Above, we made a distinction between particles and fields. Electrons, protons, and many other particles carry an electric charge that creates a surrounding electromagnetic field. Charged particles oscillating in an atom or an antenna create light or radio waves, which propagate away, carrying energy and information. With the invention of quantum theory and the discovery of new particles and fields, the distinction between particle and field has become somewhat blurred.
We know that the free field consists of photons: a wave with definite frequency can give or take energy away in discrete bundles - quanta (as they were initially called), i.e., photons with energy E = h and the corresponding momentum. They are particle-like. The new W and Z fields, like the other hypothetical vector fields, behave experimentally like particles.
At the beginning of this century, "true particles" like electrons and protons were assumed to exist forever. The electron emitted from the cathode of a cathode-ray tube already existed in the metallic cathode. The photon emitted by an antenna did not exist, but was created when the radio waves were emitted. This was thought to be the most important distinction between particles and fields.
However, this distinction became blurred in the thirties: we know that individual electrons are created in beta decay and that positron-electron pairs can be created from vacuum if there is enough energy. Electric charge is conserved, but individual particles are not.
There is still one distinction that has not yet become blurred.
Electrons, positrons, neutrinos, protons, and neutrons all have spin (intrinsic angular momentum) n / 2 (i.e., half-integer multiples of = h / 2 = 1.05 x 10-27 g cm2 s-1, the Planck constant in the notation now in common use). It has been both theoretically and experimentally established that particles with half-integer spin obey the Pauli exclusion principle. Two or more particles cannot have an identical set of quantum numbers.
Particles corresponding to a vector field have spin 1, while gravitons - the quanta for the free gravitational field - have spin 2. The scalar fields to be discussed below have spin zero.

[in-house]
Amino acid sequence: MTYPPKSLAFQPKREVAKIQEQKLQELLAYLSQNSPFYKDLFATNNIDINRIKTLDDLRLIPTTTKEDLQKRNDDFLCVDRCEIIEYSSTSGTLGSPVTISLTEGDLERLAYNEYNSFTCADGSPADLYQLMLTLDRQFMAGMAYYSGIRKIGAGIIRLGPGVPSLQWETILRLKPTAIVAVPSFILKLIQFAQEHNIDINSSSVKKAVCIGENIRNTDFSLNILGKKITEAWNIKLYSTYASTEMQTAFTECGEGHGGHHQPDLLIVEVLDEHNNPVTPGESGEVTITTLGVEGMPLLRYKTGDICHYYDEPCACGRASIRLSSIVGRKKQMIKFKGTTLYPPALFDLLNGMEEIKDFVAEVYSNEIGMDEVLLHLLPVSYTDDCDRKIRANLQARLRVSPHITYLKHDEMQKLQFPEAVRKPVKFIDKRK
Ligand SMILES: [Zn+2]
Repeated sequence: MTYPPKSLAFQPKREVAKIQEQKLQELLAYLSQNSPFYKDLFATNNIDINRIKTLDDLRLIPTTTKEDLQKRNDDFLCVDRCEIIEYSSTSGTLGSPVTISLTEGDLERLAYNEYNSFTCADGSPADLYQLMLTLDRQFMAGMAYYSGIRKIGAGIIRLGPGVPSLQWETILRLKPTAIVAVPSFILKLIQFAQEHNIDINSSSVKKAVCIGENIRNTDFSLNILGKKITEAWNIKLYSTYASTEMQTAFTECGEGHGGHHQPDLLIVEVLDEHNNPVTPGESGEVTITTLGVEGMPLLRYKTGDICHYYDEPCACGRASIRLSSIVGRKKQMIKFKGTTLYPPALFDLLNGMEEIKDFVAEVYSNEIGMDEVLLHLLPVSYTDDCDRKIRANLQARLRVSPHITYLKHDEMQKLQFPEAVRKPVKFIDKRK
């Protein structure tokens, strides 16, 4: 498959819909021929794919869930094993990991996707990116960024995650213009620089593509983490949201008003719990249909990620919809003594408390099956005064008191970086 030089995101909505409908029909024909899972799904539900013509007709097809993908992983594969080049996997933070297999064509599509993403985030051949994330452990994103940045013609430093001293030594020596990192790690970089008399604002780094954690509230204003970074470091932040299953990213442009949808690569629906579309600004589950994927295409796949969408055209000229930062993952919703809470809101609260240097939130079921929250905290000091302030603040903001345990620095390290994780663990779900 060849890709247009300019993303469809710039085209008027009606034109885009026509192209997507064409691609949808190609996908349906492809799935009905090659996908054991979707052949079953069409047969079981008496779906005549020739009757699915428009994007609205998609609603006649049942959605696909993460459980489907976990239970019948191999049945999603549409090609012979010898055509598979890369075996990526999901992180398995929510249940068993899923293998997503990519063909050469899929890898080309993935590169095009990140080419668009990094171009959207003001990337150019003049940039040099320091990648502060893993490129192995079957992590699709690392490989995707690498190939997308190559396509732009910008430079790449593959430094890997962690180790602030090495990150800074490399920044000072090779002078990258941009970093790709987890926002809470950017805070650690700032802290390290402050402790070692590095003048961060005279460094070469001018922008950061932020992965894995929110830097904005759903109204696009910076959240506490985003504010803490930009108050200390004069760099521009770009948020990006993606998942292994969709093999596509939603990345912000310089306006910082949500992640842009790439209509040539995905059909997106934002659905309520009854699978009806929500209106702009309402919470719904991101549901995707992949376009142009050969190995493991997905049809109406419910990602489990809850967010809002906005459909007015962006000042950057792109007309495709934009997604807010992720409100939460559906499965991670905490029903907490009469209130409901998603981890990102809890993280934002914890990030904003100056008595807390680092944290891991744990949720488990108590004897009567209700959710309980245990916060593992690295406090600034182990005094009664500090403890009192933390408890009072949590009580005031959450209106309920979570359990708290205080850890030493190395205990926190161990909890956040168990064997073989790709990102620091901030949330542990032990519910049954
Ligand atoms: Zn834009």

The property these latter particles have in common is integral spin (in units of ). They are called bosons and do not obey the Pauli principle. In fact, the opposite is true: bosons like to be in the same state. This is the basis of laser theory; suppose that an electromagnetic wave consisting of N identical photons already exists and suppose that this wave hits an excited atom. The probability that the atom will emit a photon with the same characteristics as those in the wave (so that the wave consists of N + 1 photons) is a factor of N + 1 greater than the probability for emission in any other direction.
Photons like to be together and, once they are together, the individual character of each photon is destroyed.
Individual hard gamma ray photons behave like particles, but the multiphoton radiation from an antenna behaves like a classical field. The moral to be drawn here is that classical field theory is still useful. Classical field theory can stand on its own, despite the existence of quantum theory. The classical theory can be thought of as the limiting case of quantum theory. This is true in the trivial case of the mechanics of a large body - a planet in the solar system or a shaft in a car.
This is also true for a field theory in which the field consists of many individual photons or quanta (of course, only for Bose fields, i.e., fields with integer spin). Classical field theory has proven useful in electrical engineering, which is extremely important in twentieth century technology (electromagnetic field, spin one), celestial mechanics (gravitation, spin two), and it is conjectured that it will also be useful for the scalar field (spin zero), whose importance to cosmology will be explained below.